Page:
This comes in handy for configuring the required index patterns in Kibana. Proceed as described in the documentation.

# /usr/share/filebeat/scripts/import_dashboards


Configure Kibana

Navigate to http://yourhost:5601 and configure a default index pattern for “filebeat-*”.



Test Filebeat

While testing Filebeat I found a bug in the beta1 release which causes Logstash to terminate idle connections from Filebeat with EOF. The workaround suggests to configure the Logstash beats input with client_inactivity_timeout>900 – works again.

The screenshot highlights the latest log messages coming from Icinga 2 (icinga2.log).



More Beats

Topbeat is going to be replaced by Metricbeat. The latter is still experimental but allows you to play with advanced metric collection.

# yum install -y https://artifacts.elastic.co/downloads/beats/metricbeat/metricbeat-5.0.0-beta1-x86_64.rpm

# vim /etc/metricbeat/metricbeat.yml
  hosts: ["localhost:5044"]

# systemctl enable metricbeat
# systemctl start metricbeat

# /usr/share/metricbeat/scripts/import_dashboards




I’m a Golang beginner, but it shouldn’t be too hard to learn it when you know C++. The Beats already out there look fairly promising. I’ve found for example nagioscheckbeat which executes the Icinga monitoring plugins.

The nice thing is that there is libbeat as framework already, and lots of documentation on how to create your own beats skeleton. I’ve tried to create the “countbeat” example – works like a charm. Let’s see where my journey goes in the future 😉

mkdir $HOME/work
export GOPATH=$HOME/work
go get github.com/elastic/beats
mkdir $GOPATH/src/github.com/dnsmichi
cd $GOPATH/src/github.com/dnsmichi

yum install -y python-pip python-virtualenv
pip install cookiecutter

# cookiecutter $GOPATH/src/github.com/elastic/beats/generate/beat
project_name [Examplebeat]: Countbeat
github_name [your-github-name]: dnsmichi
beat [countbeat]:
beat_path [github.com/dnsmichi]:
full_name [Firstname Lastname]: Michael Friedrich

# cd $GOPATH/src/github.com/dnsmichi/countbeat
# make setup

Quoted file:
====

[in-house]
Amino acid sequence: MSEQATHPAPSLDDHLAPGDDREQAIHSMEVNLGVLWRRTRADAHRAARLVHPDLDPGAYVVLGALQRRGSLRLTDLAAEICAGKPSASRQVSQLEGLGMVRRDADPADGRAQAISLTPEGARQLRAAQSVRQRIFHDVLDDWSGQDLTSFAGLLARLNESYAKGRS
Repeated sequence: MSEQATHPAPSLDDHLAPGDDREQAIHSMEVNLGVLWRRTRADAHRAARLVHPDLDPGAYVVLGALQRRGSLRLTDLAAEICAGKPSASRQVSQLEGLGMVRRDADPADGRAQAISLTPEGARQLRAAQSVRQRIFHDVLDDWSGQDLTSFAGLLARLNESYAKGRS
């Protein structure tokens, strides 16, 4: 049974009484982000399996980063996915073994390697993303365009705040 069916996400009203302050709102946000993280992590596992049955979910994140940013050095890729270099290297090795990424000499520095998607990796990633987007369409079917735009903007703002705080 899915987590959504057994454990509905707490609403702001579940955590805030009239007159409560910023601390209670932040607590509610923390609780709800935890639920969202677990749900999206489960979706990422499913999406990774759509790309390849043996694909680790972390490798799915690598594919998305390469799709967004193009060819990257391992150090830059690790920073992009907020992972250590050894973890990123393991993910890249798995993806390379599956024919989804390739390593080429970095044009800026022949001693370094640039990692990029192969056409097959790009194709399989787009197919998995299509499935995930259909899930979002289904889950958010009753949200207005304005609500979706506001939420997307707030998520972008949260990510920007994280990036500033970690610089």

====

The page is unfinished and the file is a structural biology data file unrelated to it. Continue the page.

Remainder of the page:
# make

# vim countbeat.yml

  hosts: ["localhost:5044"]

# curl -XPUT 'http://localhost:9200/_template/countbeat' -d@countbeat.template.json

# ./countbeat -e -d "*"

2016/09/28 20:34:41.332237 output.go:109: DBG  output worker: publish 1 events
2016/09/28 20:34:41.332272 sync.go:107: DBG  Try to publish 1 events to logstash with window size 10
2016/09/28 20:34:41.332691 client.go:183: DBG  Publish: {
  "@timestamp": "2016-09-28T20:34:41.332Z",
  "beat": {
    "hostname": "icinga2-elastic",
    "name": "icinga2-elastic"
  "counter": 4,
  "type": "countbeat"
2016/09/28 20:34:41.332721 countbeat.go:54: INFO Event sent
2016/09/28 20:34:41.334081 sync.go:78: DBG  1 events out of 1 events sent to logstash. Continue sending
2016/09/28 20:34:41.334103 single.go:150: DBG  send completed





I’m eagerly awaiting the stable 5.0 release, working with the latest and greatest stuff. Meanwhile I’m going to test the beta release in deep, especially in terms of a LogstashWriter feature for Icinga 2 or for preparing a shiny Vagrant box.

We’re thrilled about Monica Sarbu’s OSMC talk on Elastic Beats and of course the OSMC hackathon to work on Beats integration with Icinga 2 and much more. Make sure to join us!

In case you are looking for an in-depth training for configuring Elastic Stack for your environment, my colleagues provide awesome training courses including 5.x already 🙂

Michael Friedrich

Autor: Michael Friedrich

Michael ist seit vielen Jahren Icinga Developer und hat sich Ende 2012 in das Abenteuer NETWAYS gewagt. Ein Umzug von Wien nach Nürnberg mit der Vorliebe, österreichische Köstlichkeiten zu importieren - so mancher Kollege verzweifelt an den süchtig machenden Dragee-Keksi. Oder schlicht am österreichischen Dialekt der gerne mit Thomas im Büro intensiviert wird ("Jo eh."). Wenn sich Michael mal nicht im Monitoring-Portal helfend meldet, arbeitet er am nächsten LEGO-Projekt oder geniesst das schöne Nürnberg. Oder - at an Icinga Camp near you 😉